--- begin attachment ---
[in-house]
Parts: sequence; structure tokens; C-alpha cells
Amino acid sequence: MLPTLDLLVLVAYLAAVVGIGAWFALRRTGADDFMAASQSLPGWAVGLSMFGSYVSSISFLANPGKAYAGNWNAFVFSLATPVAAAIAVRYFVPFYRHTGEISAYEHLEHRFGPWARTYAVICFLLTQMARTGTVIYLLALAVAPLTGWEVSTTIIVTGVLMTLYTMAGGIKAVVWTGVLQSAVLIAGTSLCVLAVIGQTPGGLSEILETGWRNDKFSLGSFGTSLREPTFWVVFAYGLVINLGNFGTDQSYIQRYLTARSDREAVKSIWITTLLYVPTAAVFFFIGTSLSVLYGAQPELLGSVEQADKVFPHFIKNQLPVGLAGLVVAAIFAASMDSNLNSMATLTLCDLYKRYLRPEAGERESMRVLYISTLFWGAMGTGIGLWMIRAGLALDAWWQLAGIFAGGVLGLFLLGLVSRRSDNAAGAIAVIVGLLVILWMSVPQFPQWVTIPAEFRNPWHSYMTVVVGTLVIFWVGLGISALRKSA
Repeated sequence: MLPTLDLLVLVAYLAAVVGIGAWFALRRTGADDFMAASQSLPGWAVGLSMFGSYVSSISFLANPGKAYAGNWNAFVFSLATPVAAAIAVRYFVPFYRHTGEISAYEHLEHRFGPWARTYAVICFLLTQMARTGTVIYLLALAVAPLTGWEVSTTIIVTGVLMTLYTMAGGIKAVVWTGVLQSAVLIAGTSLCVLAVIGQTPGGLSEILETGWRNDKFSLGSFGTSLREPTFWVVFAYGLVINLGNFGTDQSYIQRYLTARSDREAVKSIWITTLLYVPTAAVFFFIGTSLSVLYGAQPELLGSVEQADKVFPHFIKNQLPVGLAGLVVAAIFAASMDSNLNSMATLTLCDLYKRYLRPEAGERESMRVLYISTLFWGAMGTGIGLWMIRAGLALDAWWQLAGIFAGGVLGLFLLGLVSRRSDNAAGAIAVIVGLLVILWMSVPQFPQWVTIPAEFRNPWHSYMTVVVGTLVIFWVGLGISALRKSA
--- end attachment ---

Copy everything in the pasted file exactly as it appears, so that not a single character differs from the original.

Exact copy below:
[in-house]
Parts: sequence; structure tokens; C-alpha cells
Amino acid sequence: MLPTLDLLVLVAYLAAVVGIGAWFALRRTGADDFMAASQSLPGWAVGLSMFGSYVSSISFLANPGKAYAGNWNAFVFSLATPVAAAIAVRYFVPFYRHTGEISAYEHLEHRFGPWARTYAVICFLLTQMARTGTVIYLLALAVAPLTGWEVSTTIIVTGVLMTLYTMAGGIKAVVWTGVLQSAVLIAGTSLCVLAVIGQTPGGLSEILETGWRNDKFSLGSFGTSLREPTFWVVFAYGLVINLGNFGTDQSYIQRYLTARSDREAVKSIWITTLLYVPTAAVFFFIGTSLSVLYGAQPELLGSVEQADKVFPHFIKNQLPVGLAGLVVAAIFAASMDSNLNSMATLTLCDLYKRYLRPEAGERESMRVLYISTLFWGAMGTGIGLWMIRAGLALDAWWQLAGIFAGGVLGLFLLGLVSRRSDNAAGAIAVIVGLLVILWMSVPQFPQWVTIPAEFRNPWHSYMTVVVGTLVIFWVGLGISALRKSA
Repeated sequence: MLPTLDLLVLVAYLAAVVGIGAWFALRRTGADDFMAASQSLPGWAVGLSMFGSYVSSISFLANPGKAYAGNWNAFVFSLATPVAAAIAVRYFVPFYRHTGEISAYEHLEHRFGPWARTYAVICFLLTQMARTGTVIYLLALAVAPLTGWEVSTTIIVTGVLMTLYTMAGGIKAVVWTGVLQSAVLIAGTSLCVLAVIGQTPGGLSEILETGWRNDKFSLGSFGTSLREPTFWVVFAYGLVINLGNFGTDQSYIQRYLTARSDREAVKSIWITTLLYVPTAAVFFFIGTSLSVLYGAQPELLGSVEQADKVFPHFIKNQLPVGLAGLVVAAIFAASMDSNLNSMATLTLCDLYKRYLRPEAGERESMRVLYISTLFWGAMGTGIGLWMIRAGLALDAWWQLAGIFAGGVLGLFLLGLVSRRSDNAAGAIAVIVGLLVILWMSVPQFPQWVTIPAEFRNPWHSYMTVVVGTLVIFWVGLGISALRKSA